Biden's $1.2 trillion infrastructure bill: What is coming to Delaware
President Joe Biden on Monday signed the Infrastructure Investment and Jobs Act, sending more than $1 billion in transportation upgrades to his home state of Delaware on top of hundreds of millions more for clean water projects, broadband and climate change responses.
"The world has changed, and we have to be ready," Biden said Monday.
Congress passed the $1.2 trillion bipartisan bill earlier this month after months of heated debates and negotiations.
While the bill's passage is cause for celebration, the work isn't over, according to U.S. Sen. Tom Carper, who chairs the Senate Committee on Environment and Public Works and will attend the bill signing.
"We need to act quickly to pass the Build Back Better Act, which will help lower costs for families, create clean energy jobs to tackle the climate crisis, advance environmental justice, and build a brighter future for all Americans," Carper said in a statement.
The Delaware delegation said they expect to get additional data on the infrastructure bill's impact in the near future.
Here's what Delaware can expect to gain from the package:
Upgrades to roads and bridges
The bill invests about $1.2 billion on Delaware highways and $225 million in bridge replacement and repairs.
The projects are promised to address climate change, enhance equity and make roads safer for cyclists and pedestrians, according to Carper’s office.
Delaware’s 19 bridges and 250-plus miles of highway are in poor condition, leading to the average driver paying $456 per year for driving on roads in disrepair, according to Carper’s office.
More electric vehicle chargers
You can expect to see more electric vehicle charging stations through the First State, thanks to Congress and Biden.
State lawmakers and local county officials have recently voted to add more electric vehicle charging stations to Delaware as more people make the switch from their gas-guzzling motors.
That effort will be fortified by Congress’ decision to spend $17.7 million on Delaware’s electric vehicle charging network via the infrastructure package.
The shift is “critical” to addressing the climate crisis and supporting manufacturing jobs, according to Carper’s office.
Better public transit
The infrastructure package gives about $220 million to public transportation in order to “improve” residents’ options and directly benefit communities of color who are more likely to use public transit, according to Carper’s office.
The plan includes replacing transit vehicles such as buses with zero-emission vehicles, as well as better accessibility for the elderly and people with disabilities.
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More spending on broadband
After allowing Delaware to spend $110 million on broadband via the American Rescue Plan that Biden signed into law in March, the infrastructure bill gives at least $100 million more to internet access for Delawareans.
More than a tenth of Delaware households don’t have an internet subscription, according to Carper’s office. A fifth of residents can expect to be eligible for internet financial assistance.
When soliciting American Rescue Plan aid, Delaware officials wrote in an August document to the federal government that they want the state to become the first to "close every last mile of connectivity statewide.”
Clean water, toxic chemical cleanup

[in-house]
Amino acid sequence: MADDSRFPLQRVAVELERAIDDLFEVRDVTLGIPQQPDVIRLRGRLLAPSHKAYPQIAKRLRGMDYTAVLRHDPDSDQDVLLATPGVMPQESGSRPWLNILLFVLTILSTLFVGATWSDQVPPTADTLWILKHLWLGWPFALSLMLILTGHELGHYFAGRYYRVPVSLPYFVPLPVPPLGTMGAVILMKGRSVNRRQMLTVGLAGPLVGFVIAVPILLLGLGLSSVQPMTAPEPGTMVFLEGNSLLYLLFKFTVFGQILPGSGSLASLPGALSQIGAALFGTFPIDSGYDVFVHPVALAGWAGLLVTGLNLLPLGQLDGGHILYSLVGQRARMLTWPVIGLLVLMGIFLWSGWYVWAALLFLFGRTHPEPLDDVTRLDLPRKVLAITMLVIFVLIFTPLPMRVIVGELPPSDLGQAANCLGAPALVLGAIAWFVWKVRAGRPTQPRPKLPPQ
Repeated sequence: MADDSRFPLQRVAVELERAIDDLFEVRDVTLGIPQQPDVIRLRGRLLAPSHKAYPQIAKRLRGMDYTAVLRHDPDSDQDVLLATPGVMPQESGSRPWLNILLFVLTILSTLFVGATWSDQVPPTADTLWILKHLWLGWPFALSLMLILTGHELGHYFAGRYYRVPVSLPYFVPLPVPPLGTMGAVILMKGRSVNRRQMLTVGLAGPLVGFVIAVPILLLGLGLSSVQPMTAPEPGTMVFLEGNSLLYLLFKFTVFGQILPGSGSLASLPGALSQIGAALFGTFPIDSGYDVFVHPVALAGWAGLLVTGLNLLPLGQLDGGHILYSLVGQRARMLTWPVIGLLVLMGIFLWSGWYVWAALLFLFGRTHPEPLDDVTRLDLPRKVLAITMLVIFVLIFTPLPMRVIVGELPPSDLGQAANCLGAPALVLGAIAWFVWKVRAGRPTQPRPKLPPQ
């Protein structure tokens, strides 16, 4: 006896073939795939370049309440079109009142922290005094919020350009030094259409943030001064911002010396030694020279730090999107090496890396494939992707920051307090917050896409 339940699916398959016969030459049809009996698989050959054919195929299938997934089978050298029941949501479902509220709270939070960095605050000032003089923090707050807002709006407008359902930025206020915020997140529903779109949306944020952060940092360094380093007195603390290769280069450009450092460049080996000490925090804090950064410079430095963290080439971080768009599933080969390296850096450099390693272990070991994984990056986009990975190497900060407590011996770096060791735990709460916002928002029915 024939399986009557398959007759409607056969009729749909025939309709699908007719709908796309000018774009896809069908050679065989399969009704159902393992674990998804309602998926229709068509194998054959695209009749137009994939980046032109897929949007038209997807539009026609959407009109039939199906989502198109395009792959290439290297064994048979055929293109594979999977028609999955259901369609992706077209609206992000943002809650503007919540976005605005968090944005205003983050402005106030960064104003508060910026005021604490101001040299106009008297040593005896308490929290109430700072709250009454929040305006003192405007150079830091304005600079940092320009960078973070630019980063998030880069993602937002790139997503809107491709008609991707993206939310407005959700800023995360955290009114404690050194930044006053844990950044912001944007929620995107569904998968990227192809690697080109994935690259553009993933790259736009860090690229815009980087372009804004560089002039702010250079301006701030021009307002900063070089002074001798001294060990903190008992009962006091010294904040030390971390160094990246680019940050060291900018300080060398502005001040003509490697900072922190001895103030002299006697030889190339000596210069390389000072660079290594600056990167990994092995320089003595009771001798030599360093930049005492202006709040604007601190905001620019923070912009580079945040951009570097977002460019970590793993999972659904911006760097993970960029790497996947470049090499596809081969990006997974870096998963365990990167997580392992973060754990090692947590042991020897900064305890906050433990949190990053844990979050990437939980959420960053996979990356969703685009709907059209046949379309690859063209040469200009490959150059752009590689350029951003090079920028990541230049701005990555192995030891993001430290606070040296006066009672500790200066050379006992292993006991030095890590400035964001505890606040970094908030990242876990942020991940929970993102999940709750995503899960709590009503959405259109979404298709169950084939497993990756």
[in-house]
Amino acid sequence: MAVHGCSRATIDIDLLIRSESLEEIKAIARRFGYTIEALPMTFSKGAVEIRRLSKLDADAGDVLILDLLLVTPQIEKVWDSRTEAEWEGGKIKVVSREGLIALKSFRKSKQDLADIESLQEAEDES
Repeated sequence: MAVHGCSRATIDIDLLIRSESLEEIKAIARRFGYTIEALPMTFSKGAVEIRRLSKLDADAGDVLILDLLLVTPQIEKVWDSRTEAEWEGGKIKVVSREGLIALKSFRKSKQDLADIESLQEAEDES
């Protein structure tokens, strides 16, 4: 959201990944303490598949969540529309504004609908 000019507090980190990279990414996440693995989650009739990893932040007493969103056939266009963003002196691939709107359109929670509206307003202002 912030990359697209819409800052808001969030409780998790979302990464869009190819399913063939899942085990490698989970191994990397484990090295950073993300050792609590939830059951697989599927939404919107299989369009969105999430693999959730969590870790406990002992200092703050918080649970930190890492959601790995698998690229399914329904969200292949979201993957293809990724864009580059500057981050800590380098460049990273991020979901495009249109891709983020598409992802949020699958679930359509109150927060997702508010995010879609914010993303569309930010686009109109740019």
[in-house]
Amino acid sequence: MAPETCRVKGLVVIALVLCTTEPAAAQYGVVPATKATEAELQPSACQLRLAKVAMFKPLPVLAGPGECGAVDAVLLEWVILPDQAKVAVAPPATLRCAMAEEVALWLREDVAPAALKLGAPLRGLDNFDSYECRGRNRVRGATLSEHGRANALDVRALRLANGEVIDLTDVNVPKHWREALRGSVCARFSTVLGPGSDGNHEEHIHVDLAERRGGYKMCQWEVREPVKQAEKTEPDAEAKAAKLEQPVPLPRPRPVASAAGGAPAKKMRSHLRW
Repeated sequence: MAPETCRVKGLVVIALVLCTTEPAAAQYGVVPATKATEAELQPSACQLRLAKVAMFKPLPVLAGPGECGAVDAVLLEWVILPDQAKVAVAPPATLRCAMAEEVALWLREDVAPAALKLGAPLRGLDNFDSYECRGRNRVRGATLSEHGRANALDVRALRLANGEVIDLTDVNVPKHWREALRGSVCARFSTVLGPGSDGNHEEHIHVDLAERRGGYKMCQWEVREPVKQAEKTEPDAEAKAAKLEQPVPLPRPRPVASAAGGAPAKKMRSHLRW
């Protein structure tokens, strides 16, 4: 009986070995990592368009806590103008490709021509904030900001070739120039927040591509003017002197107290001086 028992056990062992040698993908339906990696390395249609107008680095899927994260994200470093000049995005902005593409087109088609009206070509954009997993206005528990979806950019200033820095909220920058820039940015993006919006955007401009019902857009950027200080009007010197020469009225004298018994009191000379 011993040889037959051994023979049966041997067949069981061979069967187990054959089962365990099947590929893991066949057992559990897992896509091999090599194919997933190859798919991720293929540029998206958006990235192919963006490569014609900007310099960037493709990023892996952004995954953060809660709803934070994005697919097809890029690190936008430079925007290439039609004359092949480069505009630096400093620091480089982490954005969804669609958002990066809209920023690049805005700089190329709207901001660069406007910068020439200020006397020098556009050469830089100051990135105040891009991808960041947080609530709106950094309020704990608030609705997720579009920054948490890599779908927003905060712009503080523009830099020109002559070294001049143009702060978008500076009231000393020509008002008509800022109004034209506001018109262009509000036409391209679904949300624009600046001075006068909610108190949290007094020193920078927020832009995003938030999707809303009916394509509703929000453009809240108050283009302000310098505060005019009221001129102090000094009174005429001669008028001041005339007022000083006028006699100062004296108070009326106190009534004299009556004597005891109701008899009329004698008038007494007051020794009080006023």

The infrastructure bill gives more than $335 million to water system upgrades in the state, including lead pipe removal and toxic chemical cleanup.
This includes cleanup of the manmade chemical PFAS, which is an abbreviation for perfluoroalkyl and polyfluoroalkyl substances and is associated with cancer, among other health problems.
Delaware officials plan to also use American Rescue Plan money on clean water and sewer projects.
Protection against wildfires, cybersecurityattacks
Delaware can expect to see $2 million over the next five years for wildfire protection, as well as $11 million for cyberattack protection.
Delaware residents will also see lowered energy costs thanks to the bill's $3.5 billion national investment in weatherization, according to Congresswoman Lisa Blunt Rochester's office.
Delaware airports can expect about $246 million for infrastructure development over five years.
The bill also gives $1 billion for a new program to reconnect communities divided by highways and other roads.
Local officials are expected to compete for the funding in a grants process to build a park on top of I-95 in Wilmington's West Side, according to Blunt Rochester's office. The funding is specifically for "capping" projects such as this one.
The bill also carves out $250 million for a new low-emission ferry pilot program, which could help improve the Delaware River and Bay Authority's ferry system that connects Lewis to Cape May, New Jersey.
About $5 billion will go to electric and low-carbon school buses nationwide, and Delaware can expect to see the effects of that switch that are supposed to reduce students' exposure to pollution exposure.
The bill also gives $24 billion in state-federal partnership grants to modernize Northeast Corridor rail transportation, among billions in other rail improvements.
The funding will let rail service providers, including Amtrak, make "necessary capital investments" during a $40 billion repair backlog in the Northeast Corridor, according to Blunt Rochester's office.
The bill also gives $26 million for the Delaware River Basin Restoration Program, $238 million for the Environmental Protection Agency's Chesapeake Bay Program, and $200 million for the NOAA Marine Debris Program, according to Blunt Rochester's office.
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Sarah Gamard covers government and politics for Delaware Online/The News Journal. Reach her at (302) 324-2281 or firstname.lastname@example.org. Follow her on Twitter @SarahGamard.